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I joined the Marine Corps at 17, I invaded Iraq when I was 18 and I fought in Fallujah when I was 19. I then served as the platoon sergeant at the local guard unit while going to college. No book I have ever read about war has ever captured what it all means, not like this one has. This book should be mandatory reading for anyone that serves this country in any capacity.
31 of 32 people found this review helpful
This book is an essential read. It gives us great insight into the human condition.
Junger opens the book with the story of a homeless man unsuccessful finding day labor who, upon seeing the young Junger hitchhiking, walks out to the highway and offers him his lunch - probably the only food he had. It wasn't just the kindness, Junger observes - it was that this man who had nothing took responsibility for a fellow human.
The rest of the book is a combination of Junger's experience as a war correspondent, anthropological insight about human evolution in small groups responsible for each other, and the downside of our overly affluent society where we're no longer needed. The veterans I know that have read it think he has nailed it - the reason so many of our vets, surrounded in small groups by others who would die for them, lose so much when they come back to a society filled with isolation and living life on screen.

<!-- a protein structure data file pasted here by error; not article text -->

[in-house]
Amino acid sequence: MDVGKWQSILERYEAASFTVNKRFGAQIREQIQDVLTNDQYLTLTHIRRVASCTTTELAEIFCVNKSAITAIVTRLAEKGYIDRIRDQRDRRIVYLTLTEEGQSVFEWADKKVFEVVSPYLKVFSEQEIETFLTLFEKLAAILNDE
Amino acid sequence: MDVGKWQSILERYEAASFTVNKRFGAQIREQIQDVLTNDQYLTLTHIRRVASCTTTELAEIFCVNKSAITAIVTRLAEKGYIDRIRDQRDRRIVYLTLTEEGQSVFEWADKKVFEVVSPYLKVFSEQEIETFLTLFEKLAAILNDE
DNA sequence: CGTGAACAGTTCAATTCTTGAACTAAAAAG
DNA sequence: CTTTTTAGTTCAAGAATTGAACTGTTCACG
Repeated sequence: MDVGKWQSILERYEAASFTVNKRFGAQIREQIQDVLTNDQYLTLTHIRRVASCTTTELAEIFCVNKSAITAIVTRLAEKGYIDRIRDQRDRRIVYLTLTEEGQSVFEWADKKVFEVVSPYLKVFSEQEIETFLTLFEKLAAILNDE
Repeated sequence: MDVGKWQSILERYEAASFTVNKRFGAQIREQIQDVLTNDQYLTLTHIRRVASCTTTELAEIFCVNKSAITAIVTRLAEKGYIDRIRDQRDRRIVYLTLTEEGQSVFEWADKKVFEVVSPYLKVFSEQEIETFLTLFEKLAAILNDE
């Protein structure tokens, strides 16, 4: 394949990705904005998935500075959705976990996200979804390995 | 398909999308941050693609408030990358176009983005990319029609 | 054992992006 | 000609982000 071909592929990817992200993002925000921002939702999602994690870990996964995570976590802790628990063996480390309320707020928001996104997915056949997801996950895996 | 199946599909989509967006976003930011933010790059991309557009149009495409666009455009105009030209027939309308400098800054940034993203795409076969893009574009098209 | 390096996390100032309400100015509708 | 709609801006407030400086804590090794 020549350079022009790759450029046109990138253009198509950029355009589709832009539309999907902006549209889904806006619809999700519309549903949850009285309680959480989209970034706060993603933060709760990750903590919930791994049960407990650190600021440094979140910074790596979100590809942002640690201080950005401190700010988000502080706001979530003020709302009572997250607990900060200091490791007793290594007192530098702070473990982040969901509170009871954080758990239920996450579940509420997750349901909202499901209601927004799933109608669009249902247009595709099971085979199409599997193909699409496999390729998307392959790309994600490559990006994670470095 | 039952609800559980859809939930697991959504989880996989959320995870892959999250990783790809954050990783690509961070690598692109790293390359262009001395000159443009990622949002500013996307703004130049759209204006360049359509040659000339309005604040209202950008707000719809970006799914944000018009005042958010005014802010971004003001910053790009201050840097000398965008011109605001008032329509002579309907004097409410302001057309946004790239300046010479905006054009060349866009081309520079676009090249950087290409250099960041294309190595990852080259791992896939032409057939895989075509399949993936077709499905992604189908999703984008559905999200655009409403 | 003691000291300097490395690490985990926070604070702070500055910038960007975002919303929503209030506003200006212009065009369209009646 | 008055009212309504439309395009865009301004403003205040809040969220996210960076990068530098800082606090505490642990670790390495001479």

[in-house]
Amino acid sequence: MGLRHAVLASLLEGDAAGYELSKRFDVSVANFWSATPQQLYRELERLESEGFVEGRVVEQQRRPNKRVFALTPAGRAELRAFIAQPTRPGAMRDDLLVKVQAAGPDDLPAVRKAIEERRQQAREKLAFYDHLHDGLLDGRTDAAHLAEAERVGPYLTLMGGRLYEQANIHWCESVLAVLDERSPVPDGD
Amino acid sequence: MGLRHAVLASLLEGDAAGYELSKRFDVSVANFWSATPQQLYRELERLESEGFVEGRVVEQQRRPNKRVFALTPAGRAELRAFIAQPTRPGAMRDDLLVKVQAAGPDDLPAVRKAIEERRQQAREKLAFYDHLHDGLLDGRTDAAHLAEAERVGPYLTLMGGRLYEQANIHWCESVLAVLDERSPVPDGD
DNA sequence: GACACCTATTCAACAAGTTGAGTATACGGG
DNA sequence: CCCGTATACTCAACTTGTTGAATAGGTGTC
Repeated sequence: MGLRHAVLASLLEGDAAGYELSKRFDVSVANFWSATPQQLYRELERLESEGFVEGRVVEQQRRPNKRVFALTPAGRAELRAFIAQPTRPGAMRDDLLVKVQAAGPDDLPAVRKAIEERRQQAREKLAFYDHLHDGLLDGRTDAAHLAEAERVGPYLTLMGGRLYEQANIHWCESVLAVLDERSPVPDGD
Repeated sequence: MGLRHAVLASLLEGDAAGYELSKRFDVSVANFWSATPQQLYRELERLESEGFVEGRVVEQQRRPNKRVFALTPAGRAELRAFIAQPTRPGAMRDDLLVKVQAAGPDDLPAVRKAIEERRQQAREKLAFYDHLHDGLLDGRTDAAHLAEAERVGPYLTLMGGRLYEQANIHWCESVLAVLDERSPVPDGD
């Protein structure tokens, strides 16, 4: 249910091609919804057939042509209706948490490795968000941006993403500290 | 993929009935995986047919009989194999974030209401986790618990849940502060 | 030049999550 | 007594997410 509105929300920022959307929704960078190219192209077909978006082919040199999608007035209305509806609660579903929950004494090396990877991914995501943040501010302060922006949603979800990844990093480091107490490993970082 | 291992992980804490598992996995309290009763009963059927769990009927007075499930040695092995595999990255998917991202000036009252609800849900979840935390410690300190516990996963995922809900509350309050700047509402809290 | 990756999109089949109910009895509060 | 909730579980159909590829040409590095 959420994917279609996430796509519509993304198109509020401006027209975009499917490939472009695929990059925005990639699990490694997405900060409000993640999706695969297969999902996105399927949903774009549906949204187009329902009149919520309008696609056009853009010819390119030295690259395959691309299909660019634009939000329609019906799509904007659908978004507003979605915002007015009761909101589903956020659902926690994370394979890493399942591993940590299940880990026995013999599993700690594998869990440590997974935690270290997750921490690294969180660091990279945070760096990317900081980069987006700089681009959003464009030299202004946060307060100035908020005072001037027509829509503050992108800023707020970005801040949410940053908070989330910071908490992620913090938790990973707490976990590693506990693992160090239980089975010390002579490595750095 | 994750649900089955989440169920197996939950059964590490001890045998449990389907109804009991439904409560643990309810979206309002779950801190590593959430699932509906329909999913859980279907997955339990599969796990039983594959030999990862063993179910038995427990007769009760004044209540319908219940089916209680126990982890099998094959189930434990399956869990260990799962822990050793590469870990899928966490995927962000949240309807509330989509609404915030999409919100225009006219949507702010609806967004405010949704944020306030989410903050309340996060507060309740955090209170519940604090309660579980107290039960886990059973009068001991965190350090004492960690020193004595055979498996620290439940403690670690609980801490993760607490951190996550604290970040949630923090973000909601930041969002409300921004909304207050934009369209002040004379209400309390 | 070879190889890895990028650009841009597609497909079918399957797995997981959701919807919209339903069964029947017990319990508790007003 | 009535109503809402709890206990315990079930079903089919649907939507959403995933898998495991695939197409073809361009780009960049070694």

It's a short book, and Junger's journalistic style is direct, clear and full of punch. A very approachable narrative and so illuminating.
Read by Junger himself, in his raspy, just-out-of-the-field voice, a perfect match.
5 of 5 people found this review helpful